Federal carve-outs would make virtual horseracing possible
New York City Off-Track Betting Corp., a land betting operator, filed for bankruptcy this week and plans to reorganise after five years of losses totaling $45 million - and virtual horseracing is an option being studied, according to reports from the Bloomberg business news agency.
A lack of resources to build the type of modern race tracks that exist in neighboring states and dwindling cash levels were cited as reasons for the Chapter 9 filing, which listed as much as $500 million in debts against $50 million in assets.
The filing won’t halt gambling operations, said Meyer Frucher, chairman of the state-run corporation.
“We’re not going to be asking for any taxpayer dollars,” Frucher said. The reorganisation plan calls for a $250 million bond sale to pay debts and provide funds to buy new technology and improve betting parlours.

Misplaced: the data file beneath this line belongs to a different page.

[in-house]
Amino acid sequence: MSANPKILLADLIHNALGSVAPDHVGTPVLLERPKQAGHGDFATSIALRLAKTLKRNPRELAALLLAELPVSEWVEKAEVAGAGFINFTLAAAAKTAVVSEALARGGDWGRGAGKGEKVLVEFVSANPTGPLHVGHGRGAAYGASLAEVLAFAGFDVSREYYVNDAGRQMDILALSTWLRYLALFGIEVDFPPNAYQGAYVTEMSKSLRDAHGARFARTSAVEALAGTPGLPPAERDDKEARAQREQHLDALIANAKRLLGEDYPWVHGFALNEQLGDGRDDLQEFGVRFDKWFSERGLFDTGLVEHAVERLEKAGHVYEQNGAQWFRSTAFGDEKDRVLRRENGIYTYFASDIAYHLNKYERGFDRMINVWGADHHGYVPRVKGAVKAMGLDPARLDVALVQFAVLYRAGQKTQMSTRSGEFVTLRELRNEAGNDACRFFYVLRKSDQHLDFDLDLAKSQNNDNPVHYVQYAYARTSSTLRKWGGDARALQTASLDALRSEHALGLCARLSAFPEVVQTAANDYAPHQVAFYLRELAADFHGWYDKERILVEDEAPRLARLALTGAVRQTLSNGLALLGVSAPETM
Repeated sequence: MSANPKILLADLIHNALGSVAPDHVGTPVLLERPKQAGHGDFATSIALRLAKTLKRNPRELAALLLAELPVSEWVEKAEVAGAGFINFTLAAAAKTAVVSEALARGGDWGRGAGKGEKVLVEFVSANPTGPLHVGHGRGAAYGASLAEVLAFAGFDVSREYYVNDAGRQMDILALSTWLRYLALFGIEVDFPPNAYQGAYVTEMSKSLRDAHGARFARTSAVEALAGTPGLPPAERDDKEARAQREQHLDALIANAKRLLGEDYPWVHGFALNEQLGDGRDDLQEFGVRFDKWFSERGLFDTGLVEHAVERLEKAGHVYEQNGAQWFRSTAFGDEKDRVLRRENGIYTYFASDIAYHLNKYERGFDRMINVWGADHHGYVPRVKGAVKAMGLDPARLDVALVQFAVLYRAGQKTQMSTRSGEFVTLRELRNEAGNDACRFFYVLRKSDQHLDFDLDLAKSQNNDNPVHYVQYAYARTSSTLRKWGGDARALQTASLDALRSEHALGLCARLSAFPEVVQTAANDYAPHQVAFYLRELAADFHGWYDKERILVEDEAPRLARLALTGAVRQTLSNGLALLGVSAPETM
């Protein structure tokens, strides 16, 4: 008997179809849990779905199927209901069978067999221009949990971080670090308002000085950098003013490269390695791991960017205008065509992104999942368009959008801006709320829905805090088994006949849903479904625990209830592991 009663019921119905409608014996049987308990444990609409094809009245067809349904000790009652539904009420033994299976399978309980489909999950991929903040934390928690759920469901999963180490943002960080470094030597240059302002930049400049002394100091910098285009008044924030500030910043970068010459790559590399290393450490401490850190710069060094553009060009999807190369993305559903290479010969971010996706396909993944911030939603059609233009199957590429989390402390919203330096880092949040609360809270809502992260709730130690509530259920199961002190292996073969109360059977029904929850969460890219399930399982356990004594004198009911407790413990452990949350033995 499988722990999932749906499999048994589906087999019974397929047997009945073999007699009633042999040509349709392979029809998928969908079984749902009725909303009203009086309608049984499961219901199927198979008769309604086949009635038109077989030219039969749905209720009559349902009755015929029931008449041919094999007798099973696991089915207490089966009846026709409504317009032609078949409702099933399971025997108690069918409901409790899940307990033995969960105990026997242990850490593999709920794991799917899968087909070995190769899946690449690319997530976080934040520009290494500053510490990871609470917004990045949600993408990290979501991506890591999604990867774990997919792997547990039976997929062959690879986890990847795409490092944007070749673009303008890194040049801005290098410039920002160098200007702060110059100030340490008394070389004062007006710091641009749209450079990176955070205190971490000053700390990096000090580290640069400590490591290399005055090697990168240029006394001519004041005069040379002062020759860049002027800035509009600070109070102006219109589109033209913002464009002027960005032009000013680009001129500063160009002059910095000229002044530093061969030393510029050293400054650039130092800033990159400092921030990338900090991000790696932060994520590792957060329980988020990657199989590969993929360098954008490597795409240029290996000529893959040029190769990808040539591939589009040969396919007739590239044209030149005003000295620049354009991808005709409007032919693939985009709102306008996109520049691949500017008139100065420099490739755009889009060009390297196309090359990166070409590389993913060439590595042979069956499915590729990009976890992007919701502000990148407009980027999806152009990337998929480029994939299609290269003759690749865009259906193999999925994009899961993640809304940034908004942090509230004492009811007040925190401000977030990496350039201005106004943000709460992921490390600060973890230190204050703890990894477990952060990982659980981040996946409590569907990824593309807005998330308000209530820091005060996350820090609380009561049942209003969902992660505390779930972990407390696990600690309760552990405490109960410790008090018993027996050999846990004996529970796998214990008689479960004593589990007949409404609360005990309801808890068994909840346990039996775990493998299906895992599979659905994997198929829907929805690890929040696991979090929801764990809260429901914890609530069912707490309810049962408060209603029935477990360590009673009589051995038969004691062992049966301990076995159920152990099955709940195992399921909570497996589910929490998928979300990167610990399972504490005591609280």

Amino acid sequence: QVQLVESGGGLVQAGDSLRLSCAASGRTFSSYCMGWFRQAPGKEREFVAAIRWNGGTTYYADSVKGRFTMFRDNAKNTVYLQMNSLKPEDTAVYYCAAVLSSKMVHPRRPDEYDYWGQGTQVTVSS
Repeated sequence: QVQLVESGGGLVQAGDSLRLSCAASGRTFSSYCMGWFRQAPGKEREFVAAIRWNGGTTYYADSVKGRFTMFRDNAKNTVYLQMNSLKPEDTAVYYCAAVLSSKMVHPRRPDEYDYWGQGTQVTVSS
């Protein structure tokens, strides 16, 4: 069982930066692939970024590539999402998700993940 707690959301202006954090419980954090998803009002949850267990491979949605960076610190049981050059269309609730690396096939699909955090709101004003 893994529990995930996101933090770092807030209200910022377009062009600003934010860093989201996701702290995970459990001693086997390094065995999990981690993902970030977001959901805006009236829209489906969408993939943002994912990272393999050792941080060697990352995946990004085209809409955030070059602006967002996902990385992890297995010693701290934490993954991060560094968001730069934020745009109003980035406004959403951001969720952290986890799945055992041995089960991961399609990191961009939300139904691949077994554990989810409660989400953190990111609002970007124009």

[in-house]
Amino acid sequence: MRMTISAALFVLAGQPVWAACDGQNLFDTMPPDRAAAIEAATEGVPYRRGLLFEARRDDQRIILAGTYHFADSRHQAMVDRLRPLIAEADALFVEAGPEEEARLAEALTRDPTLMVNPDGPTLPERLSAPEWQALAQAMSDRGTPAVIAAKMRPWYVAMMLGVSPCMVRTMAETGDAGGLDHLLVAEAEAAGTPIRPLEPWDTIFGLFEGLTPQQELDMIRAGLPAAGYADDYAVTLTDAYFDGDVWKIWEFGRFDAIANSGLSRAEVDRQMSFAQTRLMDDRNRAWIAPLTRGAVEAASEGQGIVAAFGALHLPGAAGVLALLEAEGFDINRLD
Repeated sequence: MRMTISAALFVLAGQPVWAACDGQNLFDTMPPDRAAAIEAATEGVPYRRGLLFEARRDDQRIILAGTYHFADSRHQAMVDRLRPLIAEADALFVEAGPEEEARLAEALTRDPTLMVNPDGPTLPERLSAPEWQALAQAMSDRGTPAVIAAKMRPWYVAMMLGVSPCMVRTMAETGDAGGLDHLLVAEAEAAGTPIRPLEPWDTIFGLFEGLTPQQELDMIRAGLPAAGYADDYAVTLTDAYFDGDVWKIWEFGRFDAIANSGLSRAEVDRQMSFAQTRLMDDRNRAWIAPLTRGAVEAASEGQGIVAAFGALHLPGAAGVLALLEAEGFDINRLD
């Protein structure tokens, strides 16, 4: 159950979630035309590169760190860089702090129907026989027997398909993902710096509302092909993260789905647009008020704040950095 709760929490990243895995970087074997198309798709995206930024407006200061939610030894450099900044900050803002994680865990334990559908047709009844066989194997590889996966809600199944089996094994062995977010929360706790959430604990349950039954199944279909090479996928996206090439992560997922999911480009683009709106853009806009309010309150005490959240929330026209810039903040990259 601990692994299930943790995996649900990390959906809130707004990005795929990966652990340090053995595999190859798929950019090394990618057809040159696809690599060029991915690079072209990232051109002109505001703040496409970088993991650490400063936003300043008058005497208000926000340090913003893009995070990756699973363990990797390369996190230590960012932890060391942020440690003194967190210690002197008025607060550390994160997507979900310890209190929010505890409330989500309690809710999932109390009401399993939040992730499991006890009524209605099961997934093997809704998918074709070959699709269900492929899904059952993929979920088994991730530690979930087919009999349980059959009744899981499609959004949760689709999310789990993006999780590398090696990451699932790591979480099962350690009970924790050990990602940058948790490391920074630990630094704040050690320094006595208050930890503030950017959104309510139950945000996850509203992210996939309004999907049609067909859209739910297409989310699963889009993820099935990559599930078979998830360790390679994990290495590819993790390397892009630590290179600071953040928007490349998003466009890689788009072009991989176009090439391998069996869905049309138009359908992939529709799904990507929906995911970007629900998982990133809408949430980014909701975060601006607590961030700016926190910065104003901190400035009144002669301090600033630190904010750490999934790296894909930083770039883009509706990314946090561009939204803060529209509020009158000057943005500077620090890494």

In September this year, Frucher hinted at what form such new technology would take, claiming that betting volume may increase as much as four-fold to $4 billion with updated technology, such as an around-the-clock horse-racing TV channel or virtual racing.
Since its 1971 inception, the company has made payments of $2 billion to the horse-racing industry, about $1.4 billion to New York City, and about $600 million to the state, according to court documents.
If the betting operation were closed instead of reorganised, New York City OTB would face debt of more than $600 million, Frucher said.
The state took control of New York City OTB’s operations in 2008 after Mayor Michael Bloomberg said he would shut it down to stop losses.
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